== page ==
College Football Conundrum

Last week I was listening to Cory Giger and he was talking about the whole Cam Newton situation (for those of you who live on the Moon, Newton is being investigated for asking for money to go to Auburn, or his family did, whatever).  I think most people would agree that there is a major problem in college football (basketball as well) with players taking money from boosters.  The real question is how do you stop it?  There were plenty of ideas tossed around, which I will discuss briefly.  There was one that really intrigued me, but I will get to that at the end.

Banned For Life
One idea is that if a player is caught they should be banned from football for life.  This idea sounds pretty good in practice, but how long would the NFL agree to something like that.  Yeah, they might use it to make an example of some lesser known player, but what would have happened if two years after Adrian Peterson got drafted if it came out that he accepted money?  Would they really ban him for life?  I bet the Vikings would be pissed.  Also, the NFL and NCAA are not really connected, why would the NFL care about these kind of things.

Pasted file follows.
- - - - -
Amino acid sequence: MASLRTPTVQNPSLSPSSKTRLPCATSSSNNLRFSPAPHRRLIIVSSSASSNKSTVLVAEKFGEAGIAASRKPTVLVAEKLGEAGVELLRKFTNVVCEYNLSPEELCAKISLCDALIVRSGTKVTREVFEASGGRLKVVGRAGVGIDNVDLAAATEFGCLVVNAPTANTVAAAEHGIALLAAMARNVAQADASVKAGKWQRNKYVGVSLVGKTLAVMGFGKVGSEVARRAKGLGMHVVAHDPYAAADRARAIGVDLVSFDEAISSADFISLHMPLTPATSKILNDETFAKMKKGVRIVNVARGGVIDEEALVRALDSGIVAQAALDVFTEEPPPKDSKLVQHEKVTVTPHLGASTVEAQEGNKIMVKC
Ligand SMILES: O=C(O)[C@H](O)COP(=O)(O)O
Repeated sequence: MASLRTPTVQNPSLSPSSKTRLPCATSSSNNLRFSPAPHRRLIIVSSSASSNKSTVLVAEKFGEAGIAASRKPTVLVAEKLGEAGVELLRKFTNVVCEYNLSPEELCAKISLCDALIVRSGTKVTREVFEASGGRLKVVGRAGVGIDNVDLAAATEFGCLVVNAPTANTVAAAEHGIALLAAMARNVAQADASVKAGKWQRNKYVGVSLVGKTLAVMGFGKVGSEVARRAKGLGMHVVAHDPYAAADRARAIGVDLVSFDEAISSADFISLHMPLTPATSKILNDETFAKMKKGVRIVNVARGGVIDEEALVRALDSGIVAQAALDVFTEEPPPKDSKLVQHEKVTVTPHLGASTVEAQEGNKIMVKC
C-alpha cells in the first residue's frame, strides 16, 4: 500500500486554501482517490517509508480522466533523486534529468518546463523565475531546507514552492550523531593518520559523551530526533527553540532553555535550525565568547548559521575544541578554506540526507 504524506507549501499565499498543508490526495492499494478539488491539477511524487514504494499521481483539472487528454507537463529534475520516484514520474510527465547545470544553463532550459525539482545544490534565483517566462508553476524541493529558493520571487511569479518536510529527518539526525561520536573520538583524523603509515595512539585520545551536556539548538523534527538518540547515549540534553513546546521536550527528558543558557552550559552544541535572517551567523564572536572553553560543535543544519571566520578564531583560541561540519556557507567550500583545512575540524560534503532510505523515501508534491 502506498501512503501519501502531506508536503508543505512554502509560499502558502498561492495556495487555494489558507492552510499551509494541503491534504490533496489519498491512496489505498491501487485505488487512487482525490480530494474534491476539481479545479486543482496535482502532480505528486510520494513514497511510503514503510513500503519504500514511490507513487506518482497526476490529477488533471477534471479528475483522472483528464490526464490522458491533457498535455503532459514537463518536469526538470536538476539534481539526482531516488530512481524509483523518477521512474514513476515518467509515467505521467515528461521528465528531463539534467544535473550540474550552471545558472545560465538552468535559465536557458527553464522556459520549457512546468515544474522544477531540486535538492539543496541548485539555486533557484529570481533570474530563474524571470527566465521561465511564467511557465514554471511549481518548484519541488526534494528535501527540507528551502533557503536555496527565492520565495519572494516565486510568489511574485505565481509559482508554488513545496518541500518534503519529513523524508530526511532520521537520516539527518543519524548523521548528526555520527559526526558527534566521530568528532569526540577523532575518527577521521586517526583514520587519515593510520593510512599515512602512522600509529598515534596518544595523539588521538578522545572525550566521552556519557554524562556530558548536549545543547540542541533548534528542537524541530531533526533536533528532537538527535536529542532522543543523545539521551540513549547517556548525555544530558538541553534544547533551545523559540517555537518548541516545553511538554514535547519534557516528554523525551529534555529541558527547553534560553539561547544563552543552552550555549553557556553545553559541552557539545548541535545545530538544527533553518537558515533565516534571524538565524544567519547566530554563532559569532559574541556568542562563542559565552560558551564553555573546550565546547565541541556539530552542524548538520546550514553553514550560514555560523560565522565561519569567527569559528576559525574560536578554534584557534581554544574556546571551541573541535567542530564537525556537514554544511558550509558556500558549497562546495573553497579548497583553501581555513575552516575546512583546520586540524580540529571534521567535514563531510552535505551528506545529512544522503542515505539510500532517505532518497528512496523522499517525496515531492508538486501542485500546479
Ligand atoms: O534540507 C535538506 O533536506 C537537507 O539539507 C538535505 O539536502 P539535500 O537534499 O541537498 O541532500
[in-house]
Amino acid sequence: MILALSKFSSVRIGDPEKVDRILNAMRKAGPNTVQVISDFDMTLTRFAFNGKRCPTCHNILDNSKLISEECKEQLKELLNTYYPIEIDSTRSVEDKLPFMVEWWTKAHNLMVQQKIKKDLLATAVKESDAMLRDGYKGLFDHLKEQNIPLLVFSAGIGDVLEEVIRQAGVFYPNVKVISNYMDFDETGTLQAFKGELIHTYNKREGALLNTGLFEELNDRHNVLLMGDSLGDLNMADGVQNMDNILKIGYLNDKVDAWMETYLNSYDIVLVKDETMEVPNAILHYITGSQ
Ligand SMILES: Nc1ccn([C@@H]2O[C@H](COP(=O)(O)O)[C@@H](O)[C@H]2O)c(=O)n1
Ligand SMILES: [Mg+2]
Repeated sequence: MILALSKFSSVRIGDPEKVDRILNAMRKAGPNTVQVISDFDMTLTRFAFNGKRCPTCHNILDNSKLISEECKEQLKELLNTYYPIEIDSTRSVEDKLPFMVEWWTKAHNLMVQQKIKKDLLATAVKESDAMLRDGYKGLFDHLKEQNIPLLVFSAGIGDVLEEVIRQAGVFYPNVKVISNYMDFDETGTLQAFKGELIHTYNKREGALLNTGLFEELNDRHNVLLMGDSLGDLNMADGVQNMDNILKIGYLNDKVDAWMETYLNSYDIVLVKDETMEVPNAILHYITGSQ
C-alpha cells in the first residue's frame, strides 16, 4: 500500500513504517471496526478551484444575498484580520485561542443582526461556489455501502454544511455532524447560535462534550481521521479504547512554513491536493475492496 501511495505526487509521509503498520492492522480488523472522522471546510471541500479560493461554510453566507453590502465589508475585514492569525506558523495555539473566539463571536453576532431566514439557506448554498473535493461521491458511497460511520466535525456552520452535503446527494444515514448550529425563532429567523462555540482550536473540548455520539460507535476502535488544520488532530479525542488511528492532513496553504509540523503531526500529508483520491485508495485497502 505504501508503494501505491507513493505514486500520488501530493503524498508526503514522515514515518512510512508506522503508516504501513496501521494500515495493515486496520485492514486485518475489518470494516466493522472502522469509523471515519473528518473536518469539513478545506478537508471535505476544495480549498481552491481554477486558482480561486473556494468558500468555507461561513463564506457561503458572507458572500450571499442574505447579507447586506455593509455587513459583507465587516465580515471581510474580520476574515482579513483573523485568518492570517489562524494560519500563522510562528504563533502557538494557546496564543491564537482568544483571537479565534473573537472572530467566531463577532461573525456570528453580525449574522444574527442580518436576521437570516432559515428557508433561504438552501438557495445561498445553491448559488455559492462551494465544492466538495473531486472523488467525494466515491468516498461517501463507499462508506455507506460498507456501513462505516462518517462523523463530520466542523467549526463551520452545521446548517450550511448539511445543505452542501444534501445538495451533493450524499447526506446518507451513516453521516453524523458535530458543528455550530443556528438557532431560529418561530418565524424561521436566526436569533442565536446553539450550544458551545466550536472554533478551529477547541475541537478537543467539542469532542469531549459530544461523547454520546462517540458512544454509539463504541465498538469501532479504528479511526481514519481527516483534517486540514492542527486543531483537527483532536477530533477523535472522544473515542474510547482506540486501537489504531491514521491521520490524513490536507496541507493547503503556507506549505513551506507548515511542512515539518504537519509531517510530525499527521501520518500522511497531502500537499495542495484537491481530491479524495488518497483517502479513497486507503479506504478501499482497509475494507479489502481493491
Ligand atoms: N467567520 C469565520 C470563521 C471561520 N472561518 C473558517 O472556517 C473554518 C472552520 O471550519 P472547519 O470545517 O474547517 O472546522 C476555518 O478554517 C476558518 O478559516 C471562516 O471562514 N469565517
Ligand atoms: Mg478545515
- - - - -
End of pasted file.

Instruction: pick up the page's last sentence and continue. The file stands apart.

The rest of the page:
Giger thinks that if a player is caught, they should be tossed in jail.  He says it is fraud.  I am not sure if this is fraud, but instead something else.  I am sure Jason could weigh in on this one. 

Steeper University Punishment
One caller suggested that if a player is caught, then the university should lose football forever.  I think this one is a bit extreme, but maybe you could punish them for a year without football.  Unfortunately, this could easily be exploited.  Ohio State is going to have a super team next year?  Someone could pretend to be a booster from the school and give a player a nice new car.  BAM, no more Ohio State!  Go PSU!!!  Yeah, might not work out so well.  Oh, and do not be so naive as to think it would be all that hard to fake being a booster from another university.

Minor League Football
This was the caller that really intrigued me.  I realize this idea is pretty out there.  He pointed out that college football has become just a stepping stone for the NFL.  Instead of the players making any money though, the universities profit.  His idea was for the NFL to set up a minor league system like baseball.  I want to talk about this one for a bit.

There are about 120 FBS (Division 1A) schools out there.  You could probably cut that in half (yeah some people would probably cry, but boo freakin’ hoo) and give each NFL team two minor league programs.  Break them down to lower and upper (AA/AAA).  Try to base the minor league teams close to their parent team.  For this I will use Penn State and the Steelers.  Also, if you are an east coast team, you should have a minor league program out west.  Therefore the Steelers would have PSU as their AAA team and say someone like Oregon State.  Whatever.